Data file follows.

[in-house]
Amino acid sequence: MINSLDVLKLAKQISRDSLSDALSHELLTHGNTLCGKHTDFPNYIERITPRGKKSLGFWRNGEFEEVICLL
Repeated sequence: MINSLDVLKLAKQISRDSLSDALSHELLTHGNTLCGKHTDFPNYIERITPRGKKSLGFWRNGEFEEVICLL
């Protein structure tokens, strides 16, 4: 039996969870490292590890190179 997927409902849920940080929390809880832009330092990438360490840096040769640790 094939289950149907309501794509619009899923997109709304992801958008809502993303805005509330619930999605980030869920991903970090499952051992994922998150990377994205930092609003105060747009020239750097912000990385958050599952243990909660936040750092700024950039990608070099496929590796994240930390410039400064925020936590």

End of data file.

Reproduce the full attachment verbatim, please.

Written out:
[in-house]
Amino acid sequence: MINSLDVLKLAKQISRDSLSDALSHELLTHGNTLCGKHTDFPNYIERITPRGKKSLGFWRNGEFEEVICLL
Repeated sequence: MINSLDVLKLAKQISRDSLSDALSHELLTHGNTLCGKHTDFPNYIERITPRGKKSLGFWRNGEFEEVICLL
């Protein structure tokens, strides 16, 4: 039996969870490292590890190179 997927409902849920940080929390809880832009330092990438360490840096040769640790 094939289950149907309501794509619009899923997109709304992801958008809502993303805005509330619930999605980030869920991903970090499952051992994922998150990377994205930092609003105060747009020239750097912000990385958050599952243990909660936040750092700024950039990608070099496929590796994240930390410039400064925020936590």